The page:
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During the past several weeks Harvard, once an institution of higher learning, has taken significant steps towards becoming a start-up incubator. First, the college proposed relaxed restrictions on the operation of businesses from dorm rooms. Now comes the announcement of the Technology and Entrepreneurship Center at Harvard (TECH). Modeled after the Institute of Politics (IOP), TECH is being touted as a resource center to teach students about entrepreneurship and help them launch their own businesses while still at school.
On some level it makes sense for Harvard to become an incubator. After all, its ample resources would make it a competitive player in the market. It has one of the best human resource divisions in the world, in the form of its admissions office, and a robust physical infrastructure. Each office--I mean dorm room--is equipped with a phone line, a desk, and a speedy T1 LAN connection. What more could a budding capitalist ask for?
Just imagine: students could brainstorm ideas in first-year proctor meetings, and they could brush up their business plans in Expository Writing class. Sophomore year, in between tutorial meetings, they could stop by the TECH to pour over venture capital directories, looking for the perfect strategic investor. Junior year would be the time for product development. At Commencement, every successful senior would be handed an honorary stock certificate in recognition of his or her achievements, along with the more traditional scholastic diploma. Oh, what a wonderful world it would be.
Except, of course, if you believe that a liberal arts education should be untainted by the specter of naked greed. Ostensibly, the undergraduate experience is an opportunity to contemplate life's higher questions and learn to appreciate its more refined pleasures. Admittedly, the notion that college is a time for self-edification, shielded from the more crass concerns of the rat race, has been under assault for years. From the increasingly heated resume-padding battles of the extracurricular sphere, to the proliferation of pre-professional courses, the purely liberal education has long been on the wane--especially here at Harvard. However, not until the TECH, has the rejection of liberal pedagogic ideals been so explicit.
Time spent developing consumer products is time not spent reading a great work, or pursuing some purely academic project. Given the busy schedules of most students, any efforts directed toward building a business will undoubtedly be diverted from more scholarly endeavors. Defenders of the TECH insist that entrepreneurship is a skill that young people should acquire as part of a broad-based education. This seems a specious claim at best.
At its essence, entrepreneurship is a means to wealth. It is a more creative and independent means than climbing the corporate ladder, but at heart, the goal is the same in either case. It is unlikely, for good reason, that the University would support a Center for the Ascent to Middle Management. And, any special virtues that one might ascribe to entrepreneurship are undermined by the very existence of an institution like TECH. The courage, fortitude and resolve required to forge out on one's own--the very qualities that form the foundation of our respect for entrepreneurs--become totally unnecessary when you have a support center to rely upon and your status as a student to fall back upon.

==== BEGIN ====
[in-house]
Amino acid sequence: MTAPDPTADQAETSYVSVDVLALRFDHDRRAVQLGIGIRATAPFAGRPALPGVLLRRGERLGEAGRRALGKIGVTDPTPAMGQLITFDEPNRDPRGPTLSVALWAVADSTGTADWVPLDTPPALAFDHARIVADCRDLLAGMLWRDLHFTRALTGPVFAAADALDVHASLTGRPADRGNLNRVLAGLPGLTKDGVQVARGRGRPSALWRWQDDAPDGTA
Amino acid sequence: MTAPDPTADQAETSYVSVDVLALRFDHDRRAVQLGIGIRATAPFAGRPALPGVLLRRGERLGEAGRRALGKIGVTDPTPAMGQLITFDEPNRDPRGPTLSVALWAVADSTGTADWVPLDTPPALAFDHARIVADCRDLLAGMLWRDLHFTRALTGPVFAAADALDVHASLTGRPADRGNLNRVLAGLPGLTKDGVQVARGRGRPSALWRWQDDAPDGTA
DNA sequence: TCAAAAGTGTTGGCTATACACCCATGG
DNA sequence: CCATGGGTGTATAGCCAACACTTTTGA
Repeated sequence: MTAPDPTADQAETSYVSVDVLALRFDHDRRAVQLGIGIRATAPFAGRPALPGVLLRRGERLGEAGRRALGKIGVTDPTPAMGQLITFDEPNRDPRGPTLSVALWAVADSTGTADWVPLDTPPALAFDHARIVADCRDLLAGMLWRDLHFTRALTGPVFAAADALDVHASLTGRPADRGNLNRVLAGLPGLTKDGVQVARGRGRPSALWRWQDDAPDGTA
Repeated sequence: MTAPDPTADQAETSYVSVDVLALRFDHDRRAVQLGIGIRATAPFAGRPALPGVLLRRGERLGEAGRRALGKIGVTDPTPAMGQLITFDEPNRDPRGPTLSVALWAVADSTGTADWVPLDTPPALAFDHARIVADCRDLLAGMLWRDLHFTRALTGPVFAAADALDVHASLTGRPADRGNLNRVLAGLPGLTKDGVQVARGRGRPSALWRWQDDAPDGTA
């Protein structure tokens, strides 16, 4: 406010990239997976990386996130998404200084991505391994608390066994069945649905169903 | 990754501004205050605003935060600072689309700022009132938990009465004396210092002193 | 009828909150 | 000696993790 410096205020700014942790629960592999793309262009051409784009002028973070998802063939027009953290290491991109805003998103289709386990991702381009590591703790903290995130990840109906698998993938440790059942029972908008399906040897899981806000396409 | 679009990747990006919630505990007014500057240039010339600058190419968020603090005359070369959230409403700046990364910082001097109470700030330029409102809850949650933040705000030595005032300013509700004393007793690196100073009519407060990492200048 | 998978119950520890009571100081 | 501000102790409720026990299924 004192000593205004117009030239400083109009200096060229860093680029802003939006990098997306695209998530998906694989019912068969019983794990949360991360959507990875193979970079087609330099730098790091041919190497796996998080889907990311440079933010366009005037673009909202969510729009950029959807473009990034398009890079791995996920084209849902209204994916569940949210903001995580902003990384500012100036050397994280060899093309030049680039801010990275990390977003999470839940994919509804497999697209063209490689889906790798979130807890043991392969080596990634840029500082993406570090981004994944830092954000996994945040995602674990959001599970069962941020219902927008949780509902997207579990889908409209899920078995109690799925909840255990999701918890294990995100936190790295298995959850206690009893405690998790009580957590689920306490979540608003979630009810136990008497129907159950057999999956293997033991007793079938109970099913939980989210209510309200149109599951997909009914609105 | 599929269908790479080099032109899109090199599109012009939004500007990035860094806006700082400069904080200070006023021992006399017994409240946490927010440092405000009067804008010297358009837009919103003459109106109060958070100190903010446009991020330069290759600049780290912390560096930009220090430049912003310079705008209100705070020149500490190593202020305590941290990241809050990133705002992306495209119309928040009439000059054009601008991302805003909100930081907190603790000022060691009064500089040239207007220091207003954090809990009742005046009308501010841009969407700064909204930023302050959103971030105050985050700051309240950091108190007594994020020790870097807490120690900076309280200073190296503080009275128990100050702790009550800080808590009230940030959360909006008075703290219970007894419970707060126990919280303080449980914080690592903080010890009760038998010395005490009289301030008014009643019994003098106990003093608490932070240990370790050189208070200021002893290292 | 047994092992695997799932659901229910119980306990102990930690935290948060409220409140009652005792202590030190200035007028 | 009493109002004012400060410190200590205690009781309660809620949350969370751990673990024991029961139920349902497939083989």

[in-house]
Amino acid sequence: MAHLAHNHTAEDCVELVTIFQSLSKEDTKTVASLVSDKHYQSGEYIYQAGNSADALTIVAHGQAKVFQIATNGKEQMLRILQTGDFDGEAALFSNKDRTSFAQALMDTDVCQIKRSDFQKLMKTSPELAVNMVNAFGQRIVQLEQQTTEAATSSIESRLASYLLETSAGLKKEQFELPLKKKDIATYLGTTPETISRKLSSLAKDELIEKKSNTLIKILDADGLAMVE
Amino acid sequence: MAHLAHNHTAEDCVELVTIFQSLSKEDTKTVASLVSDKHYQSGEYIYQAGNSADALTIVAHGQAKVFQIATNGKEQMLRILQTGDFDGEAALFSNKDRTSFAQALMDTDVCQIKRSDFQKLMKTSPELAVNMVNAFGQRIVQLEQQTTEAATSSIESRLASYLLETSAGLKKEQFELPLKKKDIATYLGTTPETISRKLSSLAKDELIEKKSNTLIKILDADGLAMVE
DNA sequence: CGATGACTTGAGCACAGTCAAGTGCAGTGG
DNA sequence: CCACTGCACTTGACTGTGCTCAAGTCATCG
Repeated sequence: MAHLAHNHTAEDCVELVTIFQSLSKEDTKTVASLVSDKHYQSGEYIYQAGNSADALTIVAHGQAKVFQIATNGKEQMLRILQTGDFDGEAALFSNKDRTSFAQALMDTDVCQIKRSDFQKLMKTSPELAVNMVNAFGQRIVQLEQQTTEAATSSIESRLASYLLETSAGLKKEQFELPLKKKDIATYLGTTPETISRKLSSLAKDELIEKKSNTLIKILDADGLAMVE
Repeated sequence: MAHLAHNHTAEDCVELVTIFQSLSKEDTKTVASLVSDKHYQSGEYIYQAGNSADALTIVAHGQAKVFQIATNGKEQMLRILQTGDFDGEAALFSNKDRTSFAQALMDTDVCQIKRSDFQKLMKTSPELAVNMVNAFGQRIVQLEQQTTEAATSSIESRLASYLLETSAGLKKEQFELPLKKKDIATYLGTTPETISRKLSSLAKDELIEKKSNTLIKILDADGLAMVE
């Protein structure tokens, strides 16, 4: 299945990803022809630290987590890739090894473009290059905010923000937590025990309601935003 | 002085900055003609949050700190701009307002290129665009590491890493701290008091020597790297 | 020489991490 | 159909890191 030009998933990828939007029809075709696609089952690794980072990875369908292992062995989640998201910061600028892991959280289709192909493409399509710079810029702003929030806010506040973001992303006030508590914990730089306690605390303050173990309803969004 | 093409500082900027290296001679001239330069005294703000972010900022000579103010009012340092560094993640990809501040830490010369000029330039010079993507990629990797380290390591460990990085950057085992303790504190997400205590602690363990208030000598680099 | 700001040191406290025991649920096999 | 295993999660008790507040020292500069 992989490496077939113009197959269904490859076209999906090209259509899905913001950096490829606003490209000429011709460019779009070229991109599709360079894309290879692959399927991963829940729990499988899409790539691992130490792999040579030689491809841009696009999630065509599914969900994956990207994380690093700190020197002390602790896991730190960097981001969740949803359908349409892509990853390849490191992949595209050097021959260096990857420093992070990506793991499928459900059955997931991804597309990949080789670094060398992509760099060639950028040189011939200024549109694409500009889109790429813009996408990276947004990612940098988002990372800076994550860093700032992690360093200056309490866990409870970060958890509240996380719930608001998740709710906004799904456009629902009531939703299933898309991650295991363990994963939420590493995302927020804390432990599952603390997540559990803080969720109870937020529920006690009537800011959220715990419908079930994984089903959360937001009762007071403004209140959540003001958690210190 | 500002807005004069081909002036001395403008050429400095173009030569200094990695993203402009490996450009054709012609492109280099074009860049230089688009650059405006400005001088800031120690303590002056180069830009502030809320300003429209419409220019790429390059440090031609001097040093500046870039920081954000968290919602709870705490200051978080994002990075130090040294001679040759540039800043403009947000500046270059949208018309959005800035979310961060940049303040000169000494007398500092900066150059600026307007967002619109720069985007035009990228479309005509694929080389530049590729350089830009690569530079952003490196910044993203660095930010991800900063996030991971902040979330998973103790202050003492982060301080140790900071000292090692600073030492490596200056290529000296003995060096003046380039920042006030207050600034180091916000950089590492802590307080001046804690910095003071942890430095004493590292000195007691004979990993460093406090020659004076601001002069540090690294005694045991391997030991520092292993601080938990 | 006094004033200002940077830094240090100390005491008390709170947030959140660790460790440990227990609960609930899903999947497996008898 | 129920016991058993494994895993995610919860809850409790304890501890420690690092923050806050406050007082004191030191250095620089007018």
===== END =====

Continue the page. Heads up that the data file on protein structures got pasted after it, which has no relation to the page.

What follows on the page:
The tragedy of the TECH becomes particularly apparent when its supporters compare it to the IOP. We all know that the IOP exists to cultivate good citizenship. How sad that an aptitude for e-commerce is now considered equally important to the well-being of our youth.
The pursuit of financial security is an entirely legitimate concern, as is knowledge of technology. Thankfully, the current system of financial aid insures that most students need only devote a marginal amount of effort towards staying afloat. And, there is no reason to believe that the compute science and engineering departments are not doing an adequate job developing technological skills without the blatantly commercial overtones of the TECH.
There will be plenty of time for Harvard students to seek their dot-com fortunes after they have earned their degrees. Perhaps the powers-that-be within the Faculty of Arts and Sciences have been watching too much "MoneyLine." Whatever the motivation, they have lost sight of the true purpose of the College. To use the parlance of the trade, the TECH should be abandoned while it is still in beta.
Noah D. Oppenheim '00 is a social studies concentrator in Adams House. His column appears on alternate Fridays.
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